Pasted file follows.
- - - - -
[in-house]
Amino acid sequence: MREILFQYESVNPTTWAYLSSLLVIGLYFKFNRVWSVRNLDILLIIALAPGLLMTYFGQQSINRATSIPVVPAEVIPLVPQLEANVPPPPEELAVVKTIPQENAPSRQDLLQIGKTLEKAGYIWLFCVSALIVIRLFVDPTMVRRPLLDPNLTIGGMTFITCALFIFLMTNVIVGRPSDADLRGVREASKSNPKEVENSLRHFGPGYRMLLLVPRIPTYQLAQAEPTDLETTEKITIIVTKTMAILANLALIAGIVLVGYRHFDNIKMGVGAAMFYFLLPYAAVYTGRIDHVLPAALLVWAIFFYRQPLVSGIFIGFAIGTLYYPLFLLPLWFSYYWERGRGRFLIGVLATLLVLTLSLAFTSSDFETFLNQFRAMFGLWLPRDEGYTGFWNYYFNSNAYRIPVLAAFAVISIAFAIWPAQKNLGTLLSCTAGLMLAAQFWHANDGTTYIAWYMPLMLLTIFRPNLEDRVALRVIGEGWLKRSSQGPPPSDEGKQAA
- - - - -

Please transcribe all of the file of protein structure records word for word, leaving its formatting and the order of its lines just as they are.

[in-house]
Amino acid sequence: MREILFQYESVNPTTWAYLSSLLVIGLYFKFNRVWSVRNLDILLIIALAPGLLMTYFGQQSINRATSIPVVPAEVIPLVPQLEANVPPPPEELAVVKTIPQENAPSRQDLLQIGKTLEKAGYIWLFCVSALIVIRLFVDPTMVRRPLLDPNLTIGGMTFITCALFIFLMTNVIVGRPSDADLRGVREASKSNPKEVENSLRHFGPGYRMLLLVPRIPTYQLAQAEPTDLETTEKITIIVTKTMAILANLALIAGIVLVGYRHFDNIKMGVGAAMFYFLLPYAAVYTGRIDHVLPAALLVWAIFFYRQPLVSGIFIGFAIGTLYYPLFLLPLWFSYYWERGRGRFLIGVLATLLVLTLSLAFTSSDFETFLNQFRAMFGLWLPRDEGYTGFWNYYFNSNAYRIPVLAAFAVISIAFAIWPAQKNLGTLLSCTAGLMLAAQFWHANDGTTYIAWYMPLMLLTIFRPNLEDRVALRVIGEGWLKRSSQGPPPSDEGKQAA